GRE Argument Essay 145
The following appeared in a memo from the Dean of the College of Education at Omni State University.
“Only seven of our state’s high schools offer even one course in Latin, but over 80 percent of the graduates who study Latin at those seven schools enrolls in college. Furthermore, a recent study shows that students who have mastered Latin perform much better in logic and critical thinking. Thus, in order to increase the percentage of our high school students who graduate from college as well as to ensure that they receive a better education in critical thinking, Omni State University should begin an intensive program to prepare our future teachers to teach high school Latin.”
The Dean of the College of Education at Omni State University recommends that the Omni State University should commence a program for training their future teachers to teach high school Latin. To support the recommendation made, the Dean brings out the fact that over 80 percent of students from the seven schools in which Latin is taught, enroll in college. The dean supports his recommendation further by citing the results of a recent survey that indicate a link between mastering Latin and better performance in logic and critical thinking. However, the argument is highly unpersuasive in its present form due to lack of reasonably substantiated evidence.
Firstly, the arguer does not provide details regarding the number of high schools in the state. It is likely that the number of high schools in the state is so high that the seven schools where Latin is taught are insignificant in comparison. Moreover, there is no mention of the strength of the high schools. It is likely that these seven schools are situated in rural areas and therefore, the strength of students in these schools is very low. Therefore, even if 80 percent of the students from these schools enroll in college, they would account for a small percentage of the total number of students enrolled in the college. Hence, this small percentage of students has unfairly been utilized for supporting the recommendation to start an intensive program to train teachers to teach high school Latin.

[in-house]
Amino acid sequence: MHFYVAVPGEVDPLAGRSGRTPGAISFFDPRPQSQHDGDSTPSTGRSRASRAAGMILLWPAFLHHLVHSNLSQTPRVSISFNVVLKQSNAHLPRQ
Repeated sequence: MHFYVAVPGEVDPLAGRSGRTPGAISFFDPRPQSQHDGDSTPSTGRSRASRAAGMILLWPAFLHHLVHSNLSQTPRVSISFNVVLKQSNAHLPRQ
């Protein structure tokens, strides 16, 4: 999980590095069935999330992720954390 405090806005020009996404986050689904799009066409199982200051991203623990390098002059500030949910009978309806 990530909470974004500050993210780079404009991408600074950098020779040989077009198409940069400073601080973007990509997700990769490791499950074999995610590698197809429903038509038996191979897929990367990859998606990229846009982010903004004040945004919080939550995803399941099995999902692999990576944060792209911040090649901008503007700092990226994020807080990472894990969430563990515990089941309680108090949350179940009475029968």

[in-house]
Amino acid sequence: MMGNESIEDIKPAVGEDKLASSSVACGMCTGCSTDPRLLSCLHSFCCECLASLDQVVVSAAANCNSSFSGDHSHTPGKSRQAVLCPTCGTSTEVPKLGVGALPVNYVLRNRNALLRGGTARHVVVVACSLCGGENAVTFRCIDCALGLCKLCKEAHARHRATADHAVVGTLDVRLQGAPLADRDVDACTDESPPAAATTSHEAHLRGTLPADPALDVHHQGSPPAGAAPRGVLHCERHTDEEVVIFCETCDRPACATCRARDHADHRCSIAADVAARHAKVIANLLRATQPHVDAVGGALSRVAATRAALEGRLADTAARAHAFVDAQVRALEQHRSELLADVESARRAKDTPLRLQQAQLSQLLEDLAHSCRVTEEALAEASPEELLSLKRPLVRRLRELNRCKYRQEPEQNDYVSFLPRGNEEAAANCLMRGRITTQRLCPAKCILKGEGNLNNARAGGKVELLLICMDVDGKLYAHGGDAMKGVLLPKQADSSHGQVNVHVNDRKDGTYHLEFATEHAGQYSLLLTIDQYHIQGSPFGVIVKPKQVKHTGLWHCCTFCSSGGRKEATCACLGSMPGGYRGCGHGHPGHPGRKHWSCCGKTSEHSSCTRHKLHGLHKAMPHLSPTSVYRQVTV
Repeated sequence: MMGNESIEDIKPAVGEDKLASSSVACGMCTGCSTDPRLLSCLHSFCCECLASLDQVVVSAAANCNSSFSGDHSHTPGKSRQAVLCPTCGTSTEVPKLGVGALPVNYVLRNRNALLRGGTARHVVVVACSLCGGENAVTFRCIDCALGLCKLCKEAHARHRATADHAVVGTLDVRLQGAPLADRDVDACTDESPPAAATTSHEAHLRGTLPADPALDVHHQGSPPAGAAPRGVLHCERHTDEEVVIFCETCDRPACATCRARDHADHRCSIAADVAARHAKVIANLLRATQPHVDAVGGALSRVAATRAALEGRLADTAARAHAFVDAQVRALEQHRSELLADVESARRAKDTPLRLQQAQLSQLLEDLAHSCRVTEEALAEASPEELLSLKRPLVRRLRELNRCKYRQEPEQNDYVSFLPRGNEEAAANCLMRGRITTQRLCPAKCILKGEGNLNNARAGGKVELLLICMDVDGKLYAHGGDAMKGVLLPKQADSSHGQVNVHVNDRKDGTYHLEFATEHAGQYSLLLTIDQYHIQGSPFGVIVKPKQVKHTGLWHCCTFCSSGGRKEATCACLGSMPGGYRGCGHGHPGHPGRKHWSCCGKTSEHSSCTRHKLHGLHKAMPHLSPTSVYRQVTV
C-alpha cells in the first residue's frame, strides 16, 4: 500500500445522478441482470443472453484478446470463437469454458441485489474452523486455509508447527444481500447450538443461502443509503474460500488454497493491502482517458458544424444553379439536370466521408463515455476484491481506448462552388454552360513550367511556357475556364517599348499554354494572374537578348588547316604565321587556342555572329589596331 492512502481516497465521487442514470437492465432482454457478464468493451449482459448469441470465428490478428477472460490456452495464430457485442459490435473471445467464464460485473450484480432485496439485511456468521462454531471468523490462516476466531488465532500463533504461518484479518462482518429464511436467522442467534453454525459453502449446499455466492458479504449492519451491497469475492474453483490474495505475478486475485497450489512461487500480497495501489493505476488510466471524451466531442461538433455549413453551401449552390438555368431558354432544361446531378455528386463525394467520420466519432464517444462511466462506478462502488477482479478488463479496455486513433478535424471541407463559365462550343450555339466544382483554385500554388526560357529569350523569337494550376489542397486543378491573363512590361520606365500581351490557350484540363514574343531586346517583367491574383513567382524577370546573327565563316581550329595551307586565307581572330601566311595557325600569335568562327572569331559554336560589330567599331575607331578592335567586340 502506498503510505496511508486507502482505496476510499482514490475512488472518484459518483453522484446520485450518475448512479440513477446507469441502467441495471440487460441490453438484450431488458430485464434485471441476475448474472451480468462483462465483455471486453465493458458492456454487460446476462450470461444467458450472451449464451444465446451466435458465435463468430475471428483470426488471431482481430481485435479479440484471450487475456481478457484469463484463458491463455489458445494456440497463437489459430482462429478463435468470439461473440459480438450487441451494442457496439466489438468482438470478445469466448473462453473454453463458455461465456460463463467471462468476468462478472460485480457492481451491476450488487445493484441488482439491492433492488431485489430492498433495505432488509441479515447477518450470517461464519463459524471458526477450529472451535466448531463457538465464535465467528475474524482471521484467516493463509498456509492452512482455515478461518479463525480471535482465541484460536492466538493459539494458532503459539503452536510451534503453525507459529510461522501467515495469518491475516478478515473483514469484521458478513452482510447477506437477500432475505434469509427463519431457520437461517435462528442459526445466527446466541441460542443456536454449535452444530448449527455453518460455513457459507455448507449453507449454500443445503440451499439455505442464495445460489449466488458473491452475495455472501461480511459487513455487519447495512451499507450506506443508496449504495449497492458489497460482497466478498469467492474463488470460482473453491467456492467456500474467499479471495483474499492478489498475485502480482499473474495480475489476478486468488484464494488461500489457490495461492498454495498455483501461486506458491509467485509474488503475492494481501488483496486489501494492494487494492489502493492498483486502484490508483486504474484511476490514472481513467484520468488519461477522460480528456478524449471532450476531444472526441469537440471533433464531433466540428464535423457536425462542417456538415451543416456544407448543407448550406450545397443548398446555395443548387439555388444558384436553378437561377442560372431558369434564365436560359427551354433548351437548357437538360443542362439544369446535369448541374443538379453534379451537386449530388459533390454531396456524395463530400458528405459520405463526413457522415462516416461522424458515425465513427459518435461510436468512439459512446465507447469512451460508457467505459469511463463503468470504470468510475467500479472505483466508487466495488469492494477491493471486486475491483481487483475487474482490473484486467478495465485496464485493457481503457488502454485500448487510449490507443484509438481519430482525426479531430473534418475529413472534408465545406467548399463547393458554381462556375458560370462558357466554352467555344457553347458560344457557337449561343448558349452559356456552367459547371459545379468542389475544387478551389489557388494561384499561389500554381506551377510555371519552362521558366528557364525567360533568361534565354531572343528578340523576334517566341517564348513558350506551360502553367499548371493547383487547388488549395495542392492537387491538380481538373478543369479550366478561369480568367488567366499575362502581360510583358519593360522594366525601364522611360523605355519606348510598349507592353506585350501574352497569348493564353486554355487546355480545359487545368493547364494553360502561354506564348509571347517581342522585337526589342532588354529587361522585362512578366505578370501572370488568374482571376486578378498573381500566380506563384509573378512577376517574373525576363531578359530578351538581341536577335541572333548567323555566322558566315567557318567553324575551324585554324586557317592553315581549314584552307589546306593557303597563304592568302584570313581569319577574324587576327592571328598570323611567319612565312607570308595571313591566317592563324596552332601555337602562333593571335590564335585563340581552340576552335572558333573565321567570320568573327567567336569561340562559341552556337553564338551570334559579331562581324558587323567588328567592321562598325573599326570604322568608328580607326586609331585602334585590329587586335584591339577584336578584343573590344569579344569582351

It is likely that these seven schools have a curriculum that pays less emphasis on outdoor activities, thereby leaving adequate time for the students to learn Latin. It is not necessary that implementing the same in the other high schools in the state will have similar results. Moreover, it is likely that the schools in the state are already facing a shortage of teachers and they may not be able to segregate teachers who are to be trained for teaching Latin as there may be a more urgent need to train teachers for other subjects like Math and Science. The arguer fails to provide information related to the status of the teaching faculty in the high schools of the state. Therefore, spending time, effort and money in implementing the program as recommended by the Dean is unwarranted.
Secondly, the results of the recent survey are dubious as the argument does not include any additional information related to the conduct of the survey. Was the survey conducted amongst students who study Latin? Were they compared with the students who do not study Latin? Was a test conducted to assess their logical and critical thinking capabilities or was the survey restricted to taking feedbacks from their teachers? The answers to these questions play a crucial role in determining the authenticity of the results of the survey. Additionally, it is possible that the students who are learning Latin had good logical reasoning and critical thinking skills much before they started learning Latin. On the other hand, it is likely that the seven schools, where Latin is taught, conduct special classes for training their students for developing their logical reasoning and critical thinking skills. In the absence of such information the reader cannot be convinced that mastery over Latin assists in improving your logical reasoning and critical thinking abilities.
In conclusion, the given argument is largely fallacious. It may have been strengthened by providing reliable evidence that proved that gaining mastery over Latin actually improves your critical thinking skills and that teaching Latin across all high schools in the state will increase the number of students who enroll for college. Moreover, the reader needs to be convinced that the students of all the high schools in the state will benefit from the program to train teachers to teach high school Latin.